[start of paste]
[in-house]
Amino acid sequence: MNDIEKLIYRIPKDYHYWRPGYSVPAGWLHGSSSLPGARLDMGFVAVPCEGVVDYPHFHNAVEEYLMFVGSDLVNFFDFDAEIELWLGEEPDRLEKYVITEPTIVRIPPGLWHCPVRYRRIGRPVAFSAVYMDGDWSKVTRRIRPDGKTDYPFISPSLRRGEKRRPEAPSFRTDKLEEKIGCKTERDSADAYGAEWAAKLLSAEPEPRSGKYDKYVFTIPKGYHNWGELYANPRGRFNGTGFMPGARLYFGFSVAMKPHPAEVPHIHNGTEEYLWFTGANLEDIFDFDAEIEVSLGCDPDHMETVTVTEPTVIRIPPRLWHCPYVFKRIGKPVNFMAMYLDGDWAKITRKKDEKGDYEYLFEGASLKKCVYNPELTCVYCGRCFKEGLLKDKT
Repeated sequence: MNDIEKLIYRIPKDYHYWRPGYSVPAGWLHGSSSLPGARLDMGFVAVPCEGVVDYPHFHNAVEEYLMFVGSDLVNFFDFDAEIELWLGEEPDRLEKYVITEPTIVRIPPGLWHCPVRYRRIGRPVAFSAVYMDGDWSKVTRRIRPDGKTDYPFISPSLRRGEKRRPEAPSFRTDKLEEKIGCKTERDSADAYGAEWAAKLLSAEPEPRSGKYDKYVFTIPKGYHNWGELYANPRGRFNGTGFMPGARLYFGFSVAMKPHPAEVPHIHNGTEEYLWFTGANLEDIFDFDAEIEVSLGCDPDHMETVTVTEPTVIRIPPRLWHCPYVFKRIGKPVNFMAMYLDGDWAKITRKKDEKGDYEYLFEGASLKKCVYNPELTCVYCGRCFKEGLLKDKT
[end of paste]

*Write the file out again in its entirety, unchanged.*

[in-house]
Amino acid sequence: MNDIEKLIYRIPKDYHYWRPGYSVPAGWLHGSSSLPGARLDMGFVAVPCEGVVDYPHFHNAVEEYLMFVGSDLVNFFDFDAEIELWLGEEPDRLEKYVITEPTIVRIPPGLWHCPVRYRRIGRPVAFSAVYMDGDWSKVTRRIRPDGKTDYPFISPSLRRGEKRRPEAPSFRTDKLEEKIGCKTERDSADAYGAEWAAKLLSAEPEPRSGKYDKYVFTIPKGYHNWGELYANPRGRFNGTGFMPGARLYFGFSVAMKPHPAEVPHIHNGTEEYLWFTGANLEDIFDFDAEIEVSLGCDPDHMETVTVTEPTVIRIPPRLWHCPYVFKRIGKPVNFMAMYLDGDWAKITRKKDEKGDYEYLFEGASLKKCVYNPELTCVYCGRCFKEGLLKDKT
Repeated sequence: MNDIEKLIYRIPKDYHYWRPGYSVPAGWLHGSSSLPGARLDMGFVAVPCEGVVDYPHFHNAVEEYLMFVGSDLVNFFDFDAEIELWLGEEPDRLEKYVITEPTIVRIPPGLWHCPVRYRRIGRPVAFSAVYMDGDWSKVTRRIRPDGKTDYPFISPSLRRGEKRRPEAPSFRTDKLEEKIGCKTERDSADAYGAEWAAKLLSAEPEPRSGKYDKYVFTIPKGYHNWGELYANPRGRFNGTGFMPGARLYFGFSVAMKPHPAEVPHIHNGTEEYLWFTGANLEDIFDFDAEIEVSLGCDPDHMETVTVTEPTVIRIPPRLWHCPYVFKRIGKPVNFMAMYLDGDWAKITRKKDEKGDYEYLFEGASLKKCVYNPELTCVYCGRCFKEGLLKDKT